8. Climate Change and Global Wine Quality

    Energy Technology Data Exchange (ETDEWEB)

    Jones, G.V. [Department of Geography, Southern Oregon University, 1250 Siskiyou Blvd, Ashland, Oregon, 97520 (United States); White, M.A. [Department of Aquatic, Watershed, and Earth Resources, Utah State University, Logan, Utah, 84322 (United States); Cooper, O.R. [Cooperative Institute for Research in Environmental Sciences CIRES, University of Colorado/NOAA Aeronomy Laboratory, Boulder, Colorado, 80305 (United States); Storchmann, K. [Department of Economics, Yale University, New Haven, Connecticut, 06520 (United States)

    2005-12-01

    From 1950 to 1999 the majority of the world's highest quality wine-producing regions experienced growing season warming trends. Vintage quality ratings during this same time period increased significantly while year-to-year variation declined. While improved winemaking knowledge and husbandry practices contributed to the better vintages it was shown that climate had, and will likely always have, a significant role in quality variations. This study revealed that the impacts of climate change are not likely to be uniform across all varieties and regions. Currently, many European regions appear to be at or near their optimum growing season temperatures, while the relationships are less defined in the New World viticulture regions. For future climates, model output for global wine producing regions predicts an average warming of 2C in the next 50 yr. For regions producing high-quality grapes at the margins of their climatic limits, these results suggest that future climate change will exceed a climatic threshold such that the ripening of balanced fruit required for existing varieties and wine styles will become progressively more difficult. In other regions, historical and predicted climate changes could push some regions into more optimal climatic regimes for the production of current varietals. In addition, the warmer conditions could lead to more poleward locations potentially becoming more conducive to grape growing and wine production.

  9. Can warming particles enter global climate discussions?

    International Nuclear Information System (INIS)

    Bond, Tami C

    2007-01-01

    'Soot' or 'black carbon', which comes from incomplete combustion, absorbs light and warms the atmosphere. Although there have been repeated suggestions that reduction of black carbon could be a viable part of decreasing global warming, it has not yet been considered when choosing actions to reduce climatic impact. In this paper, I examine four conceptual barriers to the consideration of aerosols in global agreements. I conclude that some of the major objections to considering aerosols under hemispheric or global agreements are illusory because: (1) a few major sources will be addressed by local regulations, but the remainder may not be addressed by traditional air quality management; (2) climate forcing by carbon particles is not limited to 'hot spots'-about 90% of it occurs at relatively low concentrations; (3) while aerosol science is complex, the most salient characteristics of aerosol behavior can be condensed into tractable metrics including, but not limited to, the global warming potential; (4) despite scientific uncertainties, reducing all aerosols from major sources of black carbon will reduce direct climate warming with a very high probability. This change in climate forcing accounts for at least 25% of the accompanying CO 2 forcing with significant probability (25% for modern diesel engines, 90% for superemitting diesels, and 55% for cooking with biofuels). Thus, this fraction of radiative forcing should not be ignored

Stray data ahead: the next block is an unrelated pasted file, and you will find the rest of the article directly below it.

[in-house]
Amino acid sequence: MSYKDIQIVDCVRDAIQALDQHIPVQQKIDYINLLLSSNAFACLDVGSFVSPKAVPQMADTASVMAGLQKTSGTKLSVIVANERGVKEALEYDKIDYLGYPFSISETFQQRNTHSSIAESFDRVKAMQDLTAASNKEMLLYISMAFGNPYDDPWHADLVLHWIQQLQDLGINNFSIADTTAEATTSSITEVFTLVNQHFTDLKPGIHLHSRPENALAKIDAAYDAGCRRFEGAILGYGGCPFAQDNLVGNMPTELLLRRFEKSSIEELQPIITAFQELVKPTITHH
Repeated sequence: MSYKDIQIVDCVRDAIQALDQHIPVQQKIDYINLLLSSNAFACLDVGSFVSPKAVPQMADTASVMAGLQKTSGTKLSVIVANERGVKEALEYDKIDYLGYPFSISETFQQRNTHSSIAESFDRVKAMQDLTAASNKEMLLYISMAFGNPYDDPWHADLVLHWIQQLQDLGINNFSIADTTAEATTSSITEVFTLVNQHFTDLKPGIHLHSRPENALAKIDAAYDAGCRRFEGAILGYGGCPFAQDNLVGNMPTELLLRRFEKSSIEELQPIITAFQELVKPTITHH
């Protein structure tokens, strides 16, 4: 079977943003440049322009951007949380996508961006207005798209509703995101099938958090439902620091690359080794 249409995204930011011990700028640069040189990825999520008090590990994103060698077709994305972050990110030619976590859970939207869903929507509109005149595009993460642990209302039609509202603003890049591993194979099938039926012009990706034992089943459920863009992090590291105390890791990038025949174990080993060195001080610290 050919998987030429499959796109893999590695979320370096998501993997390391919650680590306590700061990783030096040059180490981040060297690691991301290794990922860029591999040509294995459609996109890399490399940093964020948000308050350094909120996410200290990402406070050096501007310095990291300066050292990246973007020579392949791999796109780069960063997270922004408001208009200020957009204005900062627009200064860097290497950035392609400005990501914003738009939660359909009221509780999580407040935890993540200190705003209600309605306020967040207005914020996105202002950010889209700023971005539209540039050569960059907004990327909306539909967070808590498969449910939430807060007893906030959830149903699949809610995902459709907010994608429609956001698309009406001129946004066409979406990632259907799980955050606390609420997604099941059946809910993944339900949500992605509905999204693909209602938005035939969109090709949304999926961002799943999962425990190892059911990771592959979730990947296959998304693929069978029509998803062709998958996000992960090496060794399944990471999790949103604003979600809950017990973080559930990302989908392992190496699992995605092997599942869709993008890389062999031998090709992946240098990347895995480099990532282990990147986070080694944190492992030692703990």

10. Global alteration of climate - hopes and fears

    International Nuclear Information System (INIS)

    Viktorov, V.V.

    1992-01-01

    Problems concerning gaseous emission affecting the global climate alteration connected with hotbed effect are considered. Economical and social-political ways of solution of the problem of minimization of gaseous wastes are described. Role of nuclear power plants and alternative power plants in the hotbed effect are analyzed. International cooperation in environmental protection policy is discussed

  11. The emergence of global climate law

    NARCIS (Netherlands)

    Farber, D.A.; Peeters, Marjan; Farber, Daniel A.; Peeters, Marjan

    2016-01-01